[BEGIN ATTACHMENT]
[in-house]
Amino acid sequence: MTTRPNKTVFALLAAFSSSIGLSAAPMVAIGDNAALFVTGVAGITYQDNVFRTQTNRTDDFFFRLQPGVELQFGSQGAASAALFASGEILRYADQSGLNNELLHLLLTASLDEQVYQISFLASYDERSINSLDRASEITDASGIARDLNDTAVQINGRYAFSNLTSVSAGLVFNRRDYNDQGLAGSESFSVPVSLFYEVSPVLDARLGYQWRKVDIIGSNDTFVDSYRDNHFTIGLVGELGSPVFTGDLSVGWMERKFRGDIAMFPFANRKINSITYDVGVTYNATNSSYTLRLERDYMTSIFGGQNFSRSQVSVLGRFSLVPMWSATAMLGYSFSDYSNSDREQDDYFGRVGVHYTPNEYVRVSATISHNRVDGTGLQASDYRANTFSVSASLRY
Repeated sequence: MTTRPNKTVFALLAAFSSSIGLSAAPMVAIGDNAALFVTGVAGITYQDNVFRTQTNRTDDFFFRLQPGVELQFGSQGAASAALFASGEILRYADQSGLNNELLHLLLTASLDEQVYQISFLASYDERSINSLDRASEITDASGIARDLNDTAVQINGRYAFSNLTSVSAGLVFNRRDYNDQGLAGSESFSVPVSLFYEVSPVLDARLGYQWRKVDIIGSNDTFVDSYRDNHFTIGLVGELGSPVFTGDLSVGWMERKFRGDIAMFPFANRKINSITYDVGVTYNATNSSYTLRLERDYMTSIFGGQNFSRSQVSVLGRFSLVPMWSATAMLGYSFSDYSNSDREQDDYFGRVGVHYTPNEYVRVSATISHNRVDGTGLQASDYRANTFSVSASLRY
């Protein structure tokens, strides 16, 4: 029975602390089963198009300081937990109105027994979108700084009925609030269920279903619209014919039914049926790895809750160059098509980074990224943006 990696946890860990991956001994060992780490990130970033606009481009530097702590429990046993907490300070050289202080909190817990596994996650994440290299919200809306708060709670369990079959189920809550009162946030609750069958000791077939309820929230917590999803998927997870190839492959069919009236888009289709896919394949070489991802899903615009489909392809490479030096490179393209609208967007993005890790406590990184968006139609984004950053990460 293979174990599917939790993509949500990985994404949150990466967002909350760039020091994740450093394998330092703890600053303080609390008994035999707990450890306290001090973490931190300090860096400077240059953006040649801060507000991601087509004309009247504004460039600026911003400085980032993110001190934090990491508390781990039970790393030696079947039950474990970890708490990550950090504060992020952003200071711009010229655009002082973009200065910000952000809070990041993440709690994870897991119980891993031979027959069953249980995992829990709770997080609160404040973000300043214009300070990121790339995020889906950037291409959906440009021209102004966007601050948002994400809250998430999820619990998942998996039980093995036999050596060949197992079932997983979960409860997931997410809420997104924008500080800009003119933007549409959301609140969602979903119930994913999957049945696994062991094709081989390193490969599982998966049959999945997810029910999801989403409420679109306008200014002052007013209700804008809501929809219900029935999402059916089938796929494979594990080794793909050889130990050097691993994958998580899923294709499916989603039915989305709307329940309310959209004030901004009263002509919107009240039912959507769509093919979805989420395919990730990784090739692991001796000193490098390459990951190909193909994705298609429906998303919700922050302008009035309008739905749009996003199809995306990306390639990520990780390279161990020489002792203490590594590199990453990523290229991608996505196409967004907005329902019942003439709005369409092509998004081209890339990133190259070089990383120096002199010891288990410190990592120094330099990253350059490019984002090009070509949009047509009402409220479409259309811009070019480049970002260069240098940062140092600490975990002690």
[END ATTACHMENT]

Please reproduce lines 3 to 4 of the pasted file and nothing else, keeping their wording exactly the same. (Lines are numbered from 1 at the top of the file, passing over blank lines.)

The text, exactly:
Repeated sequence: MTTRPNKTVFALLAAFSSSIGLSAAPMVAIGDNAALFVTGVAGITYQDNVFRTQTNRTDDFFFRLQPGVELQFGSQGAASAALFASGEILRYADQSGLNNELLHLLLTASLDEQVYQISFLASYDERSINSLDRASEITDASGIARDLNDTAVQINGRYAFSNLTSVSAGLVFNRRDYNDQGLAGSESFSVPVSLFYEVSPVLDARLGYQWRKVDIIGSNDTFVDSYRDNHFTIGLVGELGSPVFTGDLSVGWMERKFRGDIAMFPFANRKINSITYDVGVTYNATNSSYTLRLERDYMTSIFGGQNFSRSQVSVLGRFSLVPMWSATAMLGYSFSDYSNSDREQDDYFGRVGVHYTPNEYVRVSATISHNRVDGTGLQASDYRANTFSVSASLRY
């Protein structure tokens, strides 16, 4: 029975602390089963198009300081937990109105027994979108700084009925609030269920279903619209014919039914049926790895809750160059098509980074990224943006 990696946890860990991956001994060992780490990130970033606009481009530097702590429990046993907490300070050289202080909190817990596994996650994440290299919200809306708060709670369990079959189920809550009162946030609750069958000791077939309820929230917590999803998927997870190839492959069919009236888009289709896919394949070489991802899903615009489909392809490479030096490179393209609208967007993005890790406590990184968006139609984004950053990460 293979174990599917939790993509949500990985994404949150990466967002909350760039020091994740450093394998330092703890600053303080609390008994035999707990450890306290001090973490931190300090860096400077240059953006040649801060507000991601087509004309009247504004460039600026911003400085980032993110001190934090990491508390781990039970790393030696079947039950474990970890708490990550950090504060992020952003200071711009010229655009002082973009200065910000952000809070990041993440709690994870897991119980891993031979027959069953249980995992829990709770997080609160404040973000300043214009300070990121790339995020889906950037291409959906440009021209102004966007601050948002994400809250998430999820619990998942998996039980093995036999050596060949197992079932997983979960409860997931997410809420997104924008500080800009003119933007549409959301609140969602979903119930994913999957049945696994062991094709081989390193490969599982998966049959999945997810029910999801989403409420679109306008200014002052007013209700804008809501929809219900029935999402059916089938796929494979594990080794793909050889130990050097691993994958998580899923294709499916989603039915989305709307329940309310959209004030901004009263002509919107009240039912959507769509093919979805989420395919990730990784090739692991001796000193490098390459990951190909193909994705298609429906998303919700922050302008009035309008739905749009996003199809995306990306390639990520990780390279161990020489002792203490590594590199990453990523290229991608996505196409967004907005329902019942003439709005369409092509998004081209890339990133190259070089990383120096002199010891288990410190990592120094330099990253350059490019984002090009070509949009047509009402409220479409259309811009070019480049970002260069240098940062140092600490975990002690």